Entertainment

Gina Rodriguez To Speak At Black History Month Event? Apparent Fake Press Release Sets Off Social Media Firestorm

There seems to be yet another controversy that has found Gina Rodriguez being slammed on Twitter. However, the actress is the victim of a viral hoax created to anger people and cause injury to Rodriguez’s reputation. On Sunday evening, a fake press release was seen circulating on social media that apparently had the 35-year-old actress speaking on behalf of Black History Month. The false press release allegedly came from the Los Angeles Unified School District (LAUSD) Black History Month Committee and was originally tweeted out by journalist Yashar Ali, who was invited to cover the event.  

The odd press release set off a firestorm of criticism and confusion about how Rodriguez, who has previously found herself in hot water due to questionable comments on race, could be featured at an event focused on Black History Month. Again, the press release is false and the anger towards Rodriguez is misdirected.

Twitter was in disbelief about a false press release that stated Rodriguez, who hasn’t had the best history when it comes to comments about to Black community, would “take selfies with African American students.” 

The entire press release was odd altogether as it read that Rodriguez would “take selfies with African American students.” “Starting in 2020, the LAUSD will invite celebrities into classrooms to speak to students during this historic month. We thought that Ms. Rodriguez, who has both African and Latina ancestry, would be a great inaugural speaker,” the press release reads.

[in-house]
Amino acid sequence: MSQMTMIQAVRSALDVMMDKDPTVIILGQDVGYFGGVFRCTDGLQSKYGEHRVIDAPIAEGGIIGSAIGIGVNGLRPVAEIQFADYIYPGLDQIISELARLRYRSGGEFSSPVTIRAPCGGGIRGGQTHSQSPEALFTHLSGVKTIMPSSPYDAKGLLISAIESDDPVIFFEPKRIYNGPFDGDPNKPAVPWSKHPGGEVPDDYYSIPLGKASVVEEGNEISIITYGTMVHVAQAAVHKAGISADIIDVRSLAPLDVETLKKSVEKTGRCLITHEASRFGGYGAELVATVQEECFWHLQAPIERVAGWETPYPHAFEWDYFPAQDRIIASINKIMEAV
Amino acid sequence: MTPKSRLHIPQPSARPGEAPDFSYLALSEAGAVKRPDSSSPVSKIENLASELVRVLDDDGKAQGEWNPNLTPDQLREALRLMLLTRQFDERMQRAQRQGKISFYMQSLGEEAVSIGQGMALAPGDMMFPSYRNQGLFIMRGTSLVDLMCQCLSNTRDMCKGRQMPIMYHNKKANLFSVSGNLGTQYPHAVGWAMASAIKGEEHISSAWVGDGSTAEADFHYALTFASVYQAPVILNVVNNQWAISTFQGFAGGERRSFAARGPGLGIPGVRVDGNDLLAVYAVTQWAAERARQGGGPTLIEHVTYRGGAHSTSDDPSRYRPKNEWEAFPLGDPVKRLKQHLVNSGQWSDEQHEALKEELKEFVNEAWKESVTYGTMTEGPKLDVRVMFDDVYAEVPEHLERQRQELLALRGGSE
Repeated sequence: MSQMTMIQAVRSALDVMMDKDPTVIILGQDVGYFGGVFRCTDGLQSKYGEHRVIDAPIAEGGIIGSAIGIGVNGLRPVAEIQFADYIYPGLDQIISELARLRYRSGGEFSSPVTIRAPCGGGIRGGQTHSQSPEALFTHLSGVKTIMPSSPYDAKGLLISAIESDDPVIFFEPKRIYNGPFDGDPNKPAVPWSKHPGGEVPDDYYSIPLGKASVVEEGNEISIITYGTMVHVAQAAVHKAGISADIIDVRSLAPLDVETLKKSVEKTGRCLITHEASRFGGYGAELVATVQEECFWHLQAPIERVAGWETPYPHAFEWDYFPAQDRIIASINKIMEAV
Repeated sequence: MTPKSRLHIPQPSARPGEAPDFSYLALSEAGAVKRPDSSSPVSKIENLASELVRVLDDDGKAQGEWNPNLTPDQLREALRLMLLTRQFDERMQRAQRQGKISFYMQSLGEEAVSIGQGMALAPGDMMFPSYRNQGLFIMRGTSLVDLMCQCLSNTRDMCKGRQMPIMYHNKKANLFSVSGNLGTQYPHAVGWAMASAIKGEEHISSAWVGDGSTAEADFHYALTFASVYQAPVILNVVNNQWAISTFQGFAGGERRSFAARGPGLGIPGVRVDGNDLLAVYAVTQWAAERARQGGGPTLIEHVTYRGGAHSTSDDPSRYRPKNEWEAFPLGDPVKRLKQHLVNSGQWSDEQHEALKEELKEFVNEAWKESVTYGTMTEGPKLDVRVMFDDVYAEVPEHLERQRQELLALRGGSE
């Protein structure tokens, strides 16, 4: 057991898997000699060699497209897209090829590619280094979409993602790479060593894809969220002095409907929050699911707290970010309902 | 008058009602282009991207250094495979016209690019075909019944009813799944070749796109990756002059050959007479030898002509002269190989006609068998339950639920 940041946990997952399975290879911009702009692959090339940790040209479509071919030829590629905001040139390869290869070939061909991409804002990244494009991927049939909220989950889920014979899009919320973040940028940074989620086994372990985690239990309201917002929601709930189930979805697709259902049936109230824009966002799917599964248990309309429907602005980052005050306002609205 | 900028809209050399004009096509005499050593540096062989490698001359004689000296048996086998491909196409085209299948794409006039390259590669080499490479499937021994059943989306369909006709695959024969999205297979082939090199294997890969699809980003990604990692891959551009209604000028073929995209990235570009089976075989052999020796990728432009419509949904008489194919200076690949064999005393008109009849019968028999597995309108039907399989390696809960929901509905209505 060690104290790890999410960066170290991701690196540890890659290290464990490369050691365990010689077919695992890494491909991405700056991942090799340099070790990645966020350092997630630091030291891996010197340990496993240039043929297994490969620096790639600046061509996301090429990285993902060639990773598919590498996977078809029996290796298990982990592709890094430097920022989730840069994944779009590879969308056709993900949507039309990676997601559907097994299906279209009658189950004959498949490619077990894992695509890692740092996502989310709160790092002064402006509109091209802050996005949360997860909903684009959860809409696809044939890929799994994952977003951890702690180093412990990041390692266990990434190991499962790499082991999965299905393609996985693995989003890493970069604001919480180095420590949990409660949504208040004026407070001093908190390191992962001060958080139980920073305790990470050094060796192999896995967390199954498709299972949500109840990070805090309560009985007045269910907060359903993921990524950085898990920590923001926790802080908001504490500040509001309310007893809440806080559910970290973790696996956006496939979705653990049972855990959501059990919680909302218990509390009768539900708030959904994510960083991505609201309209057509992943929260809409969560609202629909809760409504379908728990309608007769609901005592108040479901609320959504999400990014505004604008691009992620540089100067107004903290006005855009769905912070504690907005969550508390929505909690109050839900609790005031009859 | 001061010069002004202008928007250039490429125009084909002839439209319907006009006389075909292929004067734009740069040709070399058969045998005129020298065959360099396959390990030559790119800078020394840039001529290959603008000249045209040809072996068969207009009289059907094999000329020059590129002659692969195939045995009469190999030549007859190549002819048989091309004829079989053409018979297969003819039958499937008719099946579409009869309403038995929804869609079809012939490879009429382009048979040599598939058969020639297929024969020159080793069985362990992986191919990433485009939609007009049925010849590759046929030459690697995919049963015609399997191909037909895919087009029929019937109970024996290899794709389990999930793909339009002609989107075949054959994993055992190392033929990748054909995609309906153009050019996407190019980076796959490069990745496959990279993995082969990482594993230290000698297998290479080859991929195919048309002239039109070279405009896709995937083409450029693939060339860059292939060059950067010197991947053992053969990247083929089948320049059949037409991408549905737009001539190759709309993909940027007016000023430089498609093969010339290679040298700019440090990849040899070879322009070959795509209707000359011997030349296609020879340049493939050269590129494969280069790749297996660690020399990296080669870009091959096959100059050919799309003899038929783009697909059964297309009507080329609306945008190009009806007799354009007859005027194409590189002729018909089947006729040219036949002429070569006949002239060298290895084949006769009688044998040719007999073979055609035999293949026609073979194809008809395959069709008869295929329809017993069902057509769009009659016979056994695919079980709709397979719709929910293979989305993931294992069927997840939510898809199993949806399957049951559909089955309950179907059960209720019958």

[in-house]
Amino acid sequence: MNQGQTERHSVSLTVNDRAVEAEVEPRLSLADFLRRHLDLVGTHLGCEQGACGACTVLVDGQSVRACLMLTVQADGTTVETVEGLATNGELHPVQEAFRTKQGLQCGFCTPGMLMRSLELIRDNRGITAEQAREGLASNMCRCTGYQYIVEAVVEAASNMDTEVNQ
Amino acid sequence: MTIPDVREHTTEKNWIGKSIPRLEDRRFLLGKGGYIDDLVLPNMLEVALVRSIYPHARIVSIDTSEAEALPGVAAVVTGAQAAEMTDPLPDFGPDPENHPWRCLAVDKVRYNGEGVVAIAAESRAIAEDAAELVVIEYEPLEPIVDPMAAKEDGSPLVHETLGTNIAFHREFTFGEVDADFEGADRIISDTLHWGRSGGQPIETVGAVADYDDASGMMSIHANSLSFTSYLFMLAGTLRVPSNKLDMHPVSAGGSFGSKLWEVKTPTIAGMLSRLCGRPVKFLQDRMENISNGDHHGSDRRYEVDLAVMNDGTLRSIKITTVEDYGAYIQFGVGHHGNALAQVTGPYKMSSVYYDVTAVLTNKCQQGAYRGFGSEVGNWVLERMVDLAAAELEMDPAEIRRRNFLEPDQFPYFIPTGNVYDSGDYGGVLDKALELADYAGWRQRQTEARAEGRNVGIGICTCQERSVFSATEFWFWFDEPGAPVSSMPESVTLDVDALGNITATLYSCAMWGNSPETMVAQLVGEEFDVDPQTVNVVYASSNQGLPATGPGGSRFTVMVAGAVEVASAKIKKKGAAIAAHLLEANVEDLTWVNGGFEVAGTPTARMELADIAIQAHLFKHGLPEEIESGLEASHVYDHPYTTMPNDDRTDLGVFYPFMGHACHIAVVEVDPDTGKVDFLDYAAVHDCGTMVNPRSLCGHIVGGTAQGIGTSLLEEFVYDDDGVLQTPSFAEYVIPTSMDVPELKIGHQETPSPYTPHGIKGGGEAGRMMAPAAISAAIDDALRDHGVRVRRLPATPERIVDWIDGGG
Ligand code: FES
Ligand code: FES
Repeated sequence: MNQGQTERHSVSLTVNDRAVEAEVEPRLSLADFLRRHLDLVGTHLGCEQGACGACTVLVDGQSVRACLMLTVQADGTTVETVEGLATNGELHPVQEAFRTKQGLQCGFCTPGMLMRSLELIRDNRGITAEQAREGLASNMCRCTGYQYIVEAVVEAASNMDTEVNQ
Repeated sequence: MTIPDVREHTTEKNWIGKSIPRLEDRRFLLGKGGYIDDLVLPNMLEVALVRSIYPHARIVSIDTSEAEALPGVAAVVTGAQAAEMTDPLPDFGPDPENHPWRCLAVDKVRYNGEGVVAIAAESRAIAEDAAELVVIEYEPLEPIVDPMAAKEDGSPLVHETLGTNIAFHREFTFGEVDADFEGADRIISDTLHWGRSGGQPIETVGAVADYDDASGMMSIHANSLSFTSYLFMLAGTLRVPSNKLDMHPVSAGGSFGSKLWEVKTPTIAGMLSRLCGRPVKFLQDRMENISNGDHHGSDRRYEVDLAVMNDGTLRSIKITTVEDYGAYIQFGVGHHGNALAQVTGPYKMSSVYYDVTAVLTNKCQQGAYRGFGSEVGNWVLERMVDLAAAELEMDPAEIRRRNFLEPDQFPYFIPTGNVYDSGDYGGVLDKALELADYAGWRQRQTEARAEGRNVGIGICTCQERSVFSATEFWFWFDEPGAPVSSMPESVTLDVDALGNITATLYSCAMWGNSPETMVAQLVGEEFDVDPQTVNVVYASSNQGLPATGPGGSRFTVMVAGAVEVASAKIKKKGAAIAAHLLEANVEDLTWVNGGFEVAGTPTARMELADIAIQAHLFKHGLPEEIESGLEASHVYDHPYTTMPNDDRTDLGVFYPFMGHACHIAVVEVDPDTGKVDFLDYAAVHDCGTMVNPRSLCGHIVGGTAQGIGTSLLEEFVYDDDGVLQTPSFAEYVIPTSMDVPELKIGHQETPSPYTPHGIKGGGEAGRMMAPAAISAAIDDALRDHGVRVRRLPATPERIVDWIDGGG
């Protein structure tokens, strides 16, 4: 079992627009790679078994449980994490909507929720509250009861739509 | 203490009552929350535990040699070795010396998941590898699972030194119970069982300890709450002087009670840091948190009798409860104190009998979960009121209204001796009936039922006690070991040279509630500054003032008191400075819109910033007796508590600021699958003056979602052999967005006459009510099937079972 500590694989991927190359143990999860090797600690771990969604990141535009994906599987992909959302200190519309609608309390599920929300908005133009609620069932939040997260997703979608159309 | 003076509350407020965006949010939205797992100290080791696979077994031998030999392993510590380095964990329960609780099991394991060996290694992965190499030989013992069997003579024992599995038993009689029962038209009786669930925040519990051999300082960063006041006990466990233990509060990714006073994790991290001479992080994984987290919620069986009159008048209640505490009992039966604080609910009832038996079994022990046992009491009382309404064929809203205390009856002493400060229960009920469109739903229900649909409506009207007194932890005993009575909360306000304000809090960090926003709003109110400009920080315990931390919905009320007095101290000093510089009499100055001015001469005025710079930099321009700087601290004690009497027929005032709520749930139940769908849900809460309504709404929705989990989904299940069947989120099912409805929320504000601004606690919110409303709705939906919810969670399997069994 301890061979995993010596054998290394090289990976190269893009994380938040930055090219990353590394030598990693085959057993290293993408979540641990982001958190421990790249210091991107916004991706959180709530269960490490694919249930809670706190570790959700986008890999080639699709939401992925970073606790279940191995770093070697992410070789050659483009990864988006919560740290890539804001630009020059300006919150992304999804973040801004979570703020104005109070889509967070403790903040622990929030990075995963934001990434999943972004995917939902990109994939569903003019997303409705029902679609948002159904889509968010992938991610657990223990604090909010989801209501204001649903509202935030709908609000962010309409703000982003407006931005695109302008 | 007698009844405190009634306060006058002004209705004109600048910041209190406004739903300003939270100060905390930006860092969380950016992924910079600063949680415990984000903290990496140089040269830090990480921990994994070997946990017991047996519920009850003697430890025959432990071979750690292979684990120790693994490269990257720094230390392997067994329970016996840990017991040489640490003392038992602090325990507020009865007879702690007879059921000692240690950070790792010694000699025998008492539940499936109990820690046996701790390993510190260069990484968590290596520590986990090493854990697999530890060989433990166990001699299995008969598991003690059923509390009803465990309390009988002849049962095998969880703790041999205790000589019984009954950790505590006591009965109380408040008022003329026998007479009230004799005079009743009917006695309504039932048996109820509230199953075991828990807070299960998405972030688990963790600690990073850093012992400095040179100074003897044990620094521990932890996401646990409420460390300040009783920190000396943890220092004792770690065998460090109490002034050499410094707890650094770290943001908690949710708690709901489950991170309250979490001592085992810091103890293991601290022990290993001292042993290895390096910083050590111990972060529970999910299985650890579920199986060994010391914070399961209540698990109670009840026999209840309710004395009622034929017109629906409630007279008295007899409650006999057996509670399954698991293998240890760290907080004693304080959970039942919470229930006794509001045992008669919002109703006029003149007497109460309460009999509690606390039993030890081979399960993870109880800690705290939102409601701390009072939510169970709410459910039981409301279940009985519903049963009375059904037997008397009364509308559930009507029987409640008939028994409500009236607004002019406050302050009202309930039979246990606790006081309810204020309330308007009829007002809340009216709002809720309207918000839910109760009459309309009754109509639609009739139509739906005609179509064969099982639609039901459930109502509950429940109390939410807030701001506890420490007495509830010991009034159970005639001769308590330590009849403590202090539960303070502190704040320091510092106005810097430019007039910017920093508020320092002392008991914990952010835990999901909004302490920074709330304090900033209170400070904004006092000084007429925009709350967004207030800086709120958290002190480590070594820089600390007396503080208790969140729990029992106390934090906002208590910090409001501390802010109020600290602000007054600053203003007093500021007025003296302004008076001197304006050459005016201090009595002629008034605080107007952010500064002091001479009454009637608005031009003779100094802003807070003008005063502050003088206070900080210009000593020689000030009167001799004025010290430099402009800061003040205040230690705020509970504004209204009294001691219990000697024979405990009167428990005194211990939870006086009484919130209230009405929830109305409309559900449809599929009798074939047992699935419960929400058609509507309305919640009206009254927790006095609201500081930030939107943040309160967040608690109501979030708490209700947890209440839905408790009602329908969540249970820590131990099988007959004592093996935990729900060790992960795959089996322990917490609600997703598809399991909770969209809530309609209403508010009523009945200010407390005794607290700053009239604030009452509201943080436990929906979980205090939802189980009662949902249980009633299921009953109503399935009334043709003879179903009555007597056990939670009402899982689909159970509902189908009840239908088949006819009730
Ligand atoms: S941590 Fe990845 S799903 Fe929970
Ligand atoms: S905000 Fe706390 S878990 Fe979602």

Twitter users reacted to the press release as if it was real and the attacks on Rodriguez began without users doing their own due diligence and researching the matter.

While there was no date attached to the press release or any mention of a Black History Month event on the LAUSD website or its calendar, the school district did acknowledge the month last year. The screenshot of the press release spread quickly on Twitter and by Monday morning there was still no statement or confirmation from LAUSD of its legitimacy. 

This isn’t the first time Rodriguez has been connected with controversy. In the last few years, she has made questionable comments about the Black community that has raised some eyebrows. This may be why so many people assumed the press release could have been real. 

The validity of the press release didn’t stop people from chiming in on what seemed to be another one of Rodriguez’s tone-deaf comments. She has previously made statements that her dad is “Afro-Latino,” which also raised some eyebrows. Social media users in return posted images that showed otherwise. 

Just last year, she faced some blowback after she posted an Instagram story in which she used the n-word while rapping along with the Fugees’ song “Ready or Not”. While the “Jane the Virgin” star apologized in a follow-up post, many dismissed as insincere. Many social media users used the incident as concrete evidence that Rodriguez has a less-than-respectful attitude toward black people.